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Functions of Other Independent Variables For consistency only, the definition of the Laplace transform and its properties, the above equations are presented for functions of x. They are equally applicable for functions of any independent variable and are generated by replacing the variable x in the above equations by any variable of interest. In particular, the Laplace Transform of a function of t is

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Inverse Laplace Transforms An inverse Laplace transform of F(s), designated by £ -1 {F(s)} is another function f(x) having the property that £ {f(x)} =F(s). This presumes that the independent variable of interest is x. If the independent variable of interest is t instead, then an inverse Laplace transform of F(s) is f(t) where £ {f(t)} =F(s).

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The simplest technique for identifying inverse Laplace transforms is torecognize them, either from memory or from a table such as Appendix A. If F(s) is not a recognize form, then occasionally it can be transformed into such a form by algebraicmanipulation. Observe from Appendix A that almost all Laplace transforms are quotients. The recommended procedure is to first convert the denominator to a form that appears in Appendix A and then the numerator. Inverse Laplace Transforms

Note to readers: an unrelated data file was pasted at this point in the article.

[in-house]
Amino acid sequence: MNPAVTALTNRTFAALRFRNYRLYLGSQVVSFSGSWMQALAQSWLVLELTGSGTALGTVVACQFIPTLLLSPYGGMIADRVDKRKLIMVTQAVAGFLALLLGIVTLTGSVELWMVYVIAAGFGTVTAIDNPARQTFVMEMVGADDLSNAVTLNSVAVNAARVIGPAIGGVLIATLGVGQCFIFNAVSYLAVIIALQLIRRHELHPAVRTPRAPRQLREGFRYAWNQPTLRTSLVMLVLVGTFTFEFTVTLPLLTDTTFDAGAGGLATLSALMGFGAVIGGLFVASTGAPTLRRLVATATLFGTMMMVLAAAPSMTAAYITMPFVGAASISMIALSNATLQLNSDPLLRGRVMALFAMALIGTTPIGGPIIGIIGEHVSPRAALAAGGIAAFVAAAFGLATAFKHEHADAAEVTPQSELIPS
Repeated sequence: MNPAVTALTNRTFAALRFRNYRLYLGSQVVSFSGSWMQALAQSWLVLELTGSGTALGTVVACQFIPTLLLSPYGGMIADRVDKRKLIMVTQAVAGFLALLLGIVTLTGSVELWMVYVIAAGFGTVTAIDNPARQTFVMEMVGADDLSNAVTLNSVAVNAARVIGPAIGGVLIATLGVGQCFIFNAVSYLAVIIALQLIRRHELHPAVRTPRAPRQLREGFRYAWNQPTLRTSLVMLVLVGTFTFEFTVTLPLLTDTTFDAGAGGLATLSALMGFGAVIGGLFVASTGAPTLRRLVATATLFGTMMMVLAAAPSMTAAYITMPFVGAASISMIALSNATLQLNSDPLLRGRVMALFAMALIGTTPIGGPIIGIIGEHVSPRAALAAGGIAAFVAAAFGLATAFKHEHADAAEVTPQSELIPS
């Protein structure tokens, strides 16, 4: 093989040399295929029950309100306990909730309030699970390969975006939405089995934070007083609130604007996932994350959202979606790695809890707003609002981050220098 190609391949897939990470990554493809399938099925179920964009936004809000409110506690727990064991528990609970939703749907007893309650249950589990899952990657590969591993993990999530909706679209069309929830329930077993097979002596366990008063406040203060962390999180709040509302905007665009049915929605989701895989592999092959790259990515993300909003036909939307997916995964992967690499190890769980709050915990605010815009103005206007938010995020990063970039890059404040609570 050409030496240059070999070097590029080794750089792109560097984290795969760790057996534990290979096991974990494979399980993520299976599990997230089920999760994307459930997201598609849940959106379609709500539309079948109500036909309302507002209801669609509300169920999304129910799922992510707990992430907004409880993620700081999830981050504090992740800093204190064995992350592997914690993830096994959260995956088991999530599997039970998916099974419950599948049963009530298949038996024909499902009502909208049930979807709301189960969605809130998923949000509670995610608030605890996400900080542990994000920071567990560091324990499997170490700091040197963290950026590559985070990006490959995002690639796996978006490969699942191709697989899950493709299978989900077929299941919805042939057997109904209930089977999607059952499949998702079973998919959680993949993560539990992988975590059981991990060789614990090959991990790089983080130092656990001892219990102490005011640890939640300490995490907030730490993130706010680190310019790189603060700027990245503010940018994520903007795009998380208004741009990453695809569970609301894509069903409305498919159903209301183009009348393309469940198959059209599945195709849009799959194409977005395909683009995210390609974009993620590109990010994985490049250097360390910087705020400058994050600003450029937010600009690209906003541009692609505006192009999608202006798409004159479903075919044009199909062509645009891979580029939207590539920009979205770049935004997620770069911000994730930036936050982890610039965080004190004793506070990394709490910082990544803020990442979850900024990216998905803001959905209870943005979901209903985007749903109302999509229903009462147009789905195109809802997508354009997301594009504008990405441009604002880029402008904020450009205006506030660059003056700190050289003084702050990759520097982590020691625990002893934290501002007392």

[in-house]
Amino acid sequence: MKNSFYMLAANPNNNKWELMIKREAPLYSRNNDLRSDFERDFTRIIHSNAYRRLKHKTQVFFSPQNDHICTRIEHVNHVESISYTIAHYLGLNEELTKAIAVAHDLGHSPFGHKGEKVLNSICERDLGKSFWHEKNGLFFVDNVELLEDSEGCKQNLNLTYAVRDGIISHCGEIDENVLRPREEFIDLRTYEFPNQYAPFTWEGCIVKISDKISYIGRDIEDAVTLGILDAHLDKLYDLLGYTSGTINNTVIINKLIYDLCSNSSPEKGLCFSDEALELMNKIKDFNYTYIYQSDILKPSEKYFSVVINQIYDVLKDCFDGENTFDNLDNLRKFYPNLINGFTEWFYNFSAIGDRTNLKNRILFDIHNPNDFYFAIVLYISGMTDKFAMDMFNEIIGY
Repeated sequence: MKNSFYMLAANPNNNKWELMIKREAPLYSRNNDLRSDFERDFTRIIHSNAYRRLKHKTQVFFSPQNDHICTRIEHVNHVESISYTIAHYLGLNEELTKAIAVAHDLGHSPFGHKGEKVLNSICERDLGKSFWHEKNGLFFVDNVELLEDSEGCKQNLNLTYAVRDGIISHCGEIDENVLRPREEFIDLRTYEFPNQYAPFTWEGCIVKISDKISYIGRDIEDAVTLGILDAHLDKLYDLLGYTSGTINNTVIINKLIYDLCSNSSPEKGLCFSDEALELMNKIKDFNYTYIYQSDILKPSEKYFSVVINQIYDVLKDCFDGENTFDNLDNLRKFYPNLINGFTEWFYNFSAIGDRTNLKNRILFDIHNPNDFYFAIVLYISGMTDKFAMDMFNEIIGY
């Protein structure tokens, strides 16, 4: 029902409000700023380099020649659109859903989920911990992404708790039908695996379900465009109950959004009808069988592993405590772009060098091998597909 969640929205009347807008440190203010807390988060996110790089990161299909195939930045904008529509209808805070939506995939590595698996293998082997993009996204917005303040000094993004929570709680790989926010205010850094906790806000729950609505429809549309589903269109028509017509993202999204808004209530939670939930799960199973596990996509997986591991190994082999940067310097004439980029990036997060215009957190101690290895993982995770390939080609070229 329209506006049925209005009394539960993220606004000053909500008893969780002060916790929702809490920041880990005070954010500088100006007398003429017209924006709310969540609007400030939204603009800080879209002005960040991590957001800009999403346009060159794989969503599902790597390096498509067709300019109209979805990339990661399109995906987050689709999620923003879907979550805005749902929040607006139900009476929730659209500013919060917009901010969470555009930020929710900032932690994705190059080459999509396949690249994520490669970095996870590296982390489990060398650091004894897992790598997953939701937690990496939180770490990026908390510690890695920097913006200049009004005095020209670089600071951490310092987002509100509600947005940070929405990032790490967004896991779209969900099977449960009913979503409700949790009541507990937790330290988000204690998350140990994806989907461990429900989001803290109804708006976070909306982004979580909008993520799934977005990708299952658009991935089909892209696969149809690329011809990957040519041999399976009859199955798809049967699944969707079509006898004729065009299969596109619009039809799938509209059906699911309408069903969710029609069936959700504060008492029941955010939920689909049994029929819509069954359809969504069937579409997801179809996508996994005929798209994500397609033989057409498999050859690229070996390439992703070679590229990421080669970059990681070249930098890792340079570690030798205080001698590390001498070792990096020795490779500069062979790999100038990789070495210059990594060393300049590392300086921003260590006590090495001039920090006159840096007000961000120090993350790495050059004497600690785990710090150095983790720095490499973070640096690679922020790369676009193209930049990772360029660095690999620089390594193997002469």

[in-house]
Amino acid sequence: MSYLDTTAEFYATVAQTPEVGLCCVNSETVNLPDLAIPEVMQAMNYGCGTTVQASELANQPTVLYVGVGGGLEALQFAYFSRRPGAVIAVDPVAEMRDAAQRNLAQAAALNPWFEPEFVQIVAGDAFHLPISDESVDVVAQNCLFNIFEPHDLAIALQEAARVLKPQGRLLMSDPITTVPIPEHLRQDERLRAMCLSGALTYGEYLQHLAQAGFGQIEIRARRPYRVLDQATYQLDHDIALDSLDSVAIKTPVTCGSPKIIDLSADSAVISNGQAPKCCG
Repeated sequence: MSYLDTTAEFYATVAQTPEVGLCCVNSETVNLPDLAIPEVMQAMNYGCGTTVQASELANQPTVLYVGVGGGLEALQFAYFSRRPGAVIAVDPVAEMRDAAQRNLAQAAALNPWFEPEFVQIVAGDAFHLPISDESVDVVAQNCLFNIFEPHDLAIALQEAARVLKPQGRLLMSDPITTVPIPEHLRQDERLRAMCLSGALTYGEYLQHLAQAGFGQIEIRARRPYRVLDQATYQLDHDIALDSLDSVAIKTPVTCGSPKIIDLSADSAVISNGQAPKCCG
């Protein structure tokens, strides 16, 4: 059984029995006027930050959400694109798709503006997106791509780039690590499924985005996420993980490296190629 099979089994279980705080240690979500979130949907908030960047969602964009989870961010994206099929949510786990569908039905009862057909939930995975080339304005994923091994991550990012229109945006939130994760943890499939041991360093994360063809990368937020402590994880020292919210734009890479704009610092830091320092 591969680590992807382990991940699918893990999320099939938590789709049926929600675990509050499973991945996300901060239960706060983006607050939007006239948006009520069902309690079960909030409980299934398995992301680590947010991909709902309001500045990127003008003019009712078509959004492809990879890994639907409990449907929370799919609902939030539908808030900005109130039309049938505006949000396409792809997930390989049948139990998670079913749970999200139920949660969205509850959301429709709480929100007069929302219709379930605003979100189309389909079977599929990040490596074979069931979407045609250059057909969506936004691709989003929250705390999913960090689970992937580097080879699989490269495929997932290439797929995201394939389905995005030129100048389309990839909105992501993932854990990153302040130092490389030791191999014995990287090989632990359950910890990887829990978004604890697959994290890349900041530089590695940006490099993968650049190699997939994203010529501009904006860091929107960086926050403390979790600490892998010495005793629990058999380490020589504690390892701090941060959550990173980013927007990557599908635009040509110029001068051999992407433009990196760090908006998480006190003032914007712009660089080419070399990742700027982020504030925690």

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Manipulating Denominators: The method of completing the square converts a quadratic polynomial into the sum of squares, a form that appears in many of the denominators in Appendix A. In particular, for the quadratic as 2 +bs+c, where a,b,and c denote constants. Inverse Laplace Transforms

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The method of partial fractions transforms a function of the form a(s)/b(s), where both a(s) and b(s) are polynomials in s, into the sum of other fractions such that the denominator of each new fraction is either a first degree or a quadratic polynomial raised to some power. The method requires only 1.The degree of a(s) be less than the degree of b(s) and 2. b(s) be factored into the product of distinct linear and quadratic polynomials raised to various powers.

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The method is carried out as follows.